It would be fair to say that I am not the world’s biggest opera lover, but maybe that’s the advantage I had last Saturday over some of the true opera lovers who were at The Washington Opera’s production of Appomattox by Philip Glass. True, at intermission I wondered aloud if it would have been so hard for Glass to have written at least a little bit of melodic line, but by the end of the three hours I was convinced that all of the work’s elements – singing, orchestra, libretto, set, acting, combined with the current events we are living out in our country – came together to create an experience far more expansive than just opera. In fact, I came to believe that something as ordinary as tunefulness wouldn’t have served the already melodic rhetoric of Martin Luther King any better than the profanity of Lyndon Baines Johnson (and there was plenty of LBJ’s profanity in the libretto). The music was in service to the whole, simply adding another dimension to the emotional connection Glass must have hoped we would make with a story that deals with the ugliness of racism in two different centuries, and the pragmatism in 1865 and 1965 that tried (even largely succeeding we could say) to move an unwilling American culture forward.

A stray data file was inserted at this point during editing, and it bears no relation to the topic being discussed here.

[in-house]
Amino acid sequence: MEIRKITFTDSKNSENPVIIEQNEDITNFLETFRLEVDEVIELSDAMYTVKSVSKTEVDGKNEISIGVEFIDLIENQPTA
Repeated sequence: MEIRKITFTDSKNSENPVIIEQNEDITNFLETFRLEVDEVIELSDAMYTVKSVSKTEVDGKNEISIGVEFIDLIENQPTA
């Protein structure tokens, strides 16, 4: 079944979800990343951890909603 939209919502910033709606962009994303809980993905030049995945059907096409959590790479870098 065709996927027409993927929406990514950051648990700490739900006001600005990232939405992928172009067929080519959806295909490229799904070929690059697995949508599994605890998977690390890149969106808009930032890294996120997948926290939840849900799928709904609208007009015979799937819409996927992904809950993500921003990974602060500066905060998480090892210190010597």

It’s Thanksgiving Day in 2015. One hundred and fifty years after the negotiations of Generals Lee and Grant to end a civil war without humiliating those defeated in war. Fifty years beyond the work of the civil rights movement of the 1960’s. I don’t think anyone today is pretending that any of this work to end division and racism is done. Where do we find room in our hearts then for gratitude when we see so much hate around us? We know the answer, I think. It begins with the small things that are huge in our lives – family, friends, homes, enough to eat, meaningful work. And then it moves on to the story-telling that helps us to understand all sides of our personal and collective histories. It continues with openness to the emotional connections that come through words or actions or music, or even at the opera when all of those things merge. Finally, it includes the ability to move beyond our fears and prejudices and experience the whole fabric of life, knowing that we have a simple choice between feeling hatred, indifference, or gratitude.
If story-telling, whether in opera or around the Thanksgiving table, seems like a strange step on the road to gratitude, take the time to listen to this TED talk today and then see if you don’t agree that story-telling is actually an essential step towards gratitude. And that gratitude is an essential step on the way towards a more peaceful world.